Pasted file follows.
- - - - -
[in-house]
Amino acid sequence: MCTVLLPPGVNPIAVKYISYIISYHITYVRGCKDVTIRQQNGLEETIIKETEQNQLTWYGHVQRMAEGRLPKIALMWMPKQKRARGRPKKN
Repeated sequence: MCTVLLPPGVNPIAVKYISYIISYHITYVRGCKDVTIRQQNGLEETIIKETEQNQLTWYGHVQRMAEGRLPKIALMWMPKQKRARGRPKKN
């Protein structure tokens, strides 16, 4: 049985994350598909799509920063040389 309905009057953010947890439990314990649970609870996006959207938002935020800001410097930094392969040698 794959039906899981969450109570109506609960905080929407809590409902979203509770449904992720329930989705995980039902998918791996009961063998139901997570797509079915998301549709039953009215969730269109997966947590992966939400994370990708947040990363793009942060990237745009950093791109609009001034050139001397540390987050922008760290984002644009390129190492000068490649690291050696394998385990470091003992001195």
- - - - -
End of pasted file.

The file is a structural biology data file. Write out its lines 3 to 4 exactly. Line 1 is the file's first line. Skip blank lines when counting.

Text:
Repeated sequence: MCTVLLPPGVNPIAVKYISYIISYHITYVRGCKDVTIRQQNGLEETIIKETEQNQLTWYGHVQRMAEGRLPKIALMWMPKQKRARGRPKKN
């Protein structure tokens, strides 16, 4: 049985994350598909799509920063040389 309905009057953010947890439990314990649970609870996006959207938002935020800001410097930094392969040698 794959039906899981969450109570109506609960905080929407809590409902979203509770449904992720329930989705995980039902998918791996009961063998139901997570797509079915998301549709039953009215969730269109997966947590992966939400994370990708947040990363793009942060990237745009950093791109609009001034050139001397540390987050922008760290984002644009390129190492000068490649690291050696394998385990470091003992001195």